For anyone interested in Byzantine history, for the intellectual history and historiography of working with our sources, or simply what the sons of Romulus were doing in the middle ages, this book is a must buy.
A mixture of fact, quellenkritik, and good old-fashioned classical philology…you owe it yourself to get this book.
In this our brave readers set off with a potentially rabid crocodile as guide, to talk about the first seven lines of the Iliad.
Some brief musings on Sanskrit words in our everyday spoken English.
The Poetry Society recently ran an amazing ‘world cup’ of poetry ending, thankfully, with Keats as the winner. I tried… Read more The Classics Love Poem Cup – A reading list
Alternative title: How does this work? Seriously? Despite the title, this is only tangentially related to anything remotely classical, sorry.… Read more Over the Garden Wall and its non-Classical aesthetic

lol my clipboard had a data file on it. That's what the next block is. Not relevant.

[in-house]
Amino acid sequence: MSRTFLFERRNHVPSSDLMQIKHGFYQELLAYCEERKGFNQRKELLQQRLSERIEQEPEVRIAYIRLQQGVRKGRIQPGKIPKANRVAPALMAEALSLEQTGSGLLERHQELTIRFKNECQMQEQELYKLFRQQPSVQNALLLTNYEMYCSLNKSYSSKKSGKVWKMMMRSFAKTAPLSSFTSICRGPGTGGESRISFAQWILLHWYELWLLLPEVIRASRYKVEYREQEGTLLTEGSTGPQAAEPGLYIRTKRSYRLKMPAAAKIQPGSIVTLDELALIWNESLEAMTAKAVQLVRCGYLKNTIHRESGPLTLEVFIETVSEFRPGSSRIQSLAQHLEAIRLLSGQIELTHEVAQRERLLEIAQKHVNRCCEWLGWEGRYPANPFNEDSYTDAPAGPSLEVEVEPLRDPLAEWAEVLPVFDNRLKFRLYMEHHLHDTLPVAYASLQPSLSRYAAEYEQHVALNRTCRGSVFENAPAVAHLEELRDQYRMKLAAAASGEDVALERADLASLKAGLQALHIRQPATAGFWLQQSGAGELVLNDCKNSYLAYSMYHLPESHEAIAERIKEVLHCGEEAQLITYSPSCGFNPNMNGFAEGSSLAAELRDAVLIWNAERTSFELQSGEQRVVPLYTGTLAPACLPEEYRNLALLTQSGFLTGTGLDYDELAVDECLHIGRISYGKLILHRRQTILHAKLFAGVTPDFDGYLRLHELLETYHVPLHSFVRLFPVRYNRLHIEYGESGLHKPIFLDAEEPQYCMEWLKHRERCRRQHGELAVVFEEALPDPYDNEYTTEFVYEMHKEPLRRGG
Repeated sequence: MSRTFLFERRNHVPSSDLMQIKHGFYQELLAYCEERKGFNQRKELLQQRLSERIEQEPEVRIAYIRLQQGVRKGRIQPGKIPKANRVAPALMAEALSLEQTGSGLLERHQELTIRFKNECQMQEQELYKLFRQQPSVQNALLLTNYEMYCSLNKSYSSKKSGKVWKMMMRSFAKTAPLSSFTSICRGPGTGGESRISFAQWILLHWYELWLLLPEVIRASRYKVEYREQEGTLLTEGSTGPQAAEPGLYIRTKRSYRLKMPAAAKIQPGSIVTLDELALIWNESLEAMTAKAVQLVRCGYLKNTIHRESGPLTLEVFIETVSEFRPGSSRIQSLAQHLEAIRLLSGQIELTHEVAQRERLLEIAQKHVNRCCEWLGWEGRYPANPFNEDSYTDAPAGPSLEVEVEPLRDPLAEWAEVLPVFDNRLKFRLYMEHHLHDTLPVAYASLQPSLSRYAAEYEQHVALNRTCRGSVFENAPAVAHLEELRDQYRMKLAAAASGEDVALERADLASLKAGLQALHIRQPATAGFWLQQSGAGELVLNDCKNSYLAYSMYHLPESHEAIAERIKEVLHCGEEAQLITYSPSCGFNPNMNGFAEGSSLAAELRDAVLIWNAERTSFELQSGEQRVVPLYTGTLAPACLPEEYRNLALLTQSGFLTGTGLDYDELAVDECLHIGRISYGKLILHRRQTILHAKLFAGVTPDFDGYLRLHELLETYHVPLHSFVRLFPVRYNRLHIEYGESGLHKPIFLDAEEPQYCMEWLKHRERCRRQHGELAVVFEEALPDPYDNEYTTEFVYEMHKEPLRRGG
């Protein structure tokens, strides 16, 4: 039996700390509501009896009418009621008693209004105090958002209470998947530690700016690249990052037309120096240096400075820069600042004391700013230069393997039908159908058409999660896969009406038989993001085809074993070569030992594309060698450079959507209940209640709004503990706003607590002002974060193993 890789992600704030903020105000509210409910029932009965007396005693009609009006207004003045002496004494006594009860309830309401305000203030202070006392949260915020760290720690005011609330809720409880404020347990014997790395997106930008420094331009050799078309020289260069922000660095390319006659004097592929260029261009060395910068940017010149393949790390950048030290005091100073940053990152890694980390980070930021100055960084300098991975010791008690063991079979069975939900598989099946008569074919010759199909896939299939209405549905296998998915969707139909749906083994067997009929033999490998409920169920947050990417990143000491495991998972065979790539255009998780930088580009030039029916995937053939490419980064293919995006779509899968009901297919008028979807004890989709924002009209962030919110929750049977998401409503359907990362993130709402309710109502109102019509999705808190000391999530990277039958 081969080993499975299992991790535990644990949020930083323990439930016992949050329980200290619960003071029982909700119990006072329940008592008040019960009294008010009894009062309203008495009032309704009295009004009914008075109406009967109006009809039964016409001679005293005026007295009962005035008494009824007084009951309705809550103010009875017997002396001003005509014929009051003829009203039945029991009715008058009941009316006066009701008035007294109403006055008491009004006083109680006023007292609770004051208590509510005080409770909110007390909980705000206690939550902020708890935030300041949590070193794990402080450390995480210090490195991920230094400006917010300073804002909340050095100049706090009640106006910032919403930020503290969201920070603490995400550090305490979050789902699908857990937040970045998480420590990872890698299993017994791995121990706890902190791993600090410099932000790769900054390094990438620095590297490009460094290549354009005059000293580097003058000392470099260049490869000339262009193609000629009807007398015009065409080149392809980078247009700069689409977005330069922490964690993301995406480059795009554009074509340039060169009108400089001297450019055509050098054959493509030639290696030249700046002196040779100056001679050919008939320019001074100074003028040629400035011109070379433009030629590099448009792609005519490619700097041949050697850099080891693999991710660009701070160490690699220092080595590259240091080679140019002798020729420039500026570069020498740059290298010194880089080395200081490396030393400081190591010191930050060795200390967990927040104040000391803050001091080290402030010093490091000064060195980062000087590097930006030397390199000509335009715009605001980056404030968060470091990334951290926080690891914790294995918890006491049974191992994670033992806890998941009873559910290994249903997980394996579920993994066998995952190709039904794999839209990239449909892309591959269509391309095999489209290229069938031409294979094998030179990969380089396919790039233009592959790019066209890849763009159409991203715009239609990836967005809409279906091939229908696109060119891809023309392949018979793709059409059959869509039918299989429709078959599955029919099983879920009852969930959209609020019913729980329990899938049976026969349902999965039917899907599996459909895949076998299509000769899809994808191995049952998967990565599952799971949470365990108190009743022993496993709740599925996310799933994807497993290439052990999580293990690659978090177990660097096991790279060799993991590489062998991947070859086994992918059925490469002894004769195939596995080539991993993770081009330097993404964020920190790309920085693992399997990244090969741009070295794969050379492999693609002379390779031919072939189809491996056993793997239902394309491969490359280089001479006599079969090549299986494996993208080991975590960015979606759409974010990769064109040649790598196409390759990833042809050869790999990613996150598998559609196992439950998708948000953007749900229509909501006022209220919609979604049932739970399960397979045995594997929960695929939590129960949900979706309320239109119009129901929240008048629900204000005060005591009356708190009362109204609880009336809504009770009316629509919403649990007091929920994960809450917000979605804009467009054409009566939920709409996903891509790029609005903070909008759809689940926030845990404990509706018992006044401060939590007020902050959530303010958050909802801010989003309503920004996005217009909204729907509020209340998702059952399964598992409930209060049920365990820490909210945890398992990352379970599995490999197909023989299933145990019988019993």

Writing requires the confluence of time and discipline. For me, those two are very much like Romeo and Juliet –… Read more A smorgasbord of pseudobookreviews
I think this is the translation she showed me. Nonetheless, it’s one that still floors me, even if different. That’s… Read more ‘In autumn a friend sent an apple’: On a Japanese poem.
Here’s the original Guardian article which spurred this. The Twitter response has been interesting if not always fair (It’s a brief… Read more The Ancient World in Fiction: A Brief List
I – The Case A day (or two, or few, depending on when I finish this) ago, it was announced… Read more Oldest Odyssey fragment? No, but what is it?